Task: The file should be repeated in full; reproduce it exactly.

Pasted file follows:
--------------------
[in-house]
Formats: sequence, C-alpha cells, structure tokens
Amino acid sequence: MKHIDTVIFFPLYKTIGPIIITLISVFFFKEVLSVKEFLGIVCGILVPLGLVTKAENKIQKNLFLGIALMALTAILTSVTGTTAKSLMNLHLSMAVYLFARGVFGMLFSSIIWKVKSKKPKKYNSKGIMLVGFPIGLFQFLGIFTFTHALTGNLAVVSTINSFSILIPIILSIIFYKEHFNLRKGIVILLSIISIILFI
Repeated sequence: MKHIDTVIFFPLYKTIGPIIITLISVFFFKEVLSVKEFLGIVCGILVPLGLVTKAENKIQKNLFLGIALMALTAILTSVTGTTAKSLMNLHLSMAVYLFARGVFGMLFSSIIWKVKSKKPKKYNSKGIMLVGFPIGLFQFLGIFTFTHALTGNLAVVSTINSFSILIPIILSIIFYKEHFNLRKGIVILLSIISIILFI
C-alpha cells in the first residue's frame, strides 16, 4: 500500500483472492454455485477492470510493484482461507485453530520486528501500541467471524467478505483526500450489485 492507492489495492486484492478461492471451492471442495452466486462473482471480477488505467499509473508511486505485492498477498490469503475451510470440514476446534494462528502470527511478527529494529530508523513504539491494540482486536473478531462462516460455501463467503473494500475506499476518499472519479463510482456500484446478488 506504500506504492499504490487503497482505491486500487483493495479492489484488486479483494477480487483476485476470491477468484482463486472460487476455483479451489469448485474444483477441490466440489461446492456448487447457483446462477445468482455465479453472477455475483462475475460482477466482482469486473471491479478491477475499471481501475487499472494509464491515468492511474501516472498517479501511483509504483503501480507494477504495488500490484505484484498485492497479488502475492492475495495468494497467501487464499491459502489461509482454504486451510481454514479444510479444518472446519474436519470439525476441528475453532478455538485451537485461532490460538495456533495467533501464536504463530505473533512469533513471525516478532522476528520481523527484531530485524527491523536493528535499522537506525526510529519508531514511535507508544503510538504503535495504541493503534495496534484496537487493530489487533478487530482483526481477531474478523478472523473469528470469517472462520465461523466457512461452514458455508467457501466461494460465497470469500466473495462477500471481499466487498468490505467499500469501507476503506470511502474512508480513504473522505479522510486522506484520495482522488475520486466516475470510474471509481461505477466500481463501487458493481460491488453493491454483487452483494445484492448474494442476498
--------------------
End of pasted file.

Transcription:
[in-house]
Formats: sequence, C-alpha cells, structure tokens
Amino acid sequence: MKHIDTVIFFPLYKTIGPIIITLISVFFFKEVLSVKEFLGIVCGILVPLGLVTKAENKIQKNLFLGIALMALTAILTSVTGTTAKSLMNLHLSMAVYLFARGVFGMLFSSIIWKVKSKKPKKYNSKGIMLVGFPIGLFQFLGIFTFTHALTGNLAVVSTINSFSILIPIILSIIFYKEHFNLRKGIVILLSIISIILFI
Repeated sequence: MKHIDTVIFFPLYKTIGPIIITLISVFFFKEVLSVKEFLGIVCGILVPLGLVTKAENKIQKNLFLGIALMALTAILTSVTGTTAKSLMNLHLSMAVYLFARGVFGMLFSSIIWKVKSKKPKKYNSKGIMLVGFPIGLFQFLGIFTFTHALTGNLAVVSTINSFSILIPIILSIIFYKEHFNLRKGIVILLSIISIILFI
C-alpha cells in the first residue's frame, strides 16, 4: 500500500483472492454455485477492470510493484482461507485453530520486528501500541467471524467478505483526500450489485 492507492489495492486484492478461492471451492471442495452466486462473482471480477488505467499509473508511486505485492498477498490469503475451510470440514476446534494462528502470527511478527529494529530508523513504539491494540482486536473478531462462516460455501463467503473494500475506499476518499472519479463510482456500484446478488 506504500506504492499504490487503497482505491486500487483493495479492489484488486479483494477480487483476485476470491477468484482463486472460487476455483479451489469448485474444483477441490466440489461446492456448487447457483446462477445468482455465479453472477455475483462475475460482477466482482469486473471491479478491477475499471481501475487499472494509464491515468492511474501516472498517479501511483509504483503501480507494477504495488500490484505484484498485492497479488502475492492475495495468494497467501487464499491459502489461509482454504486451510481454514479444510479444518472446519474436519470439525476441528475453532478455538485451537485461532490460538495456533495467533501464536504463530505473533512469533513471525516478532522476528520481523527484531530485524527491523536493528535499522537506525526510529519508531514511535507508544503510538504503535495504541493503534495496534484496537487493530489487533478487530482483526481477531474478523478472523473469528470469517472462520465461523466457512461452514458455508467457501466461494460465497470469500466473495462477500471481499466487498468490505467499500469501507476503506470511502474512508480513504473522505479522510486522506484520495482522488475520486466516475470510474471509481461505477466500481463501487458493481460491488453493491454483487452483494445484492448474494442476498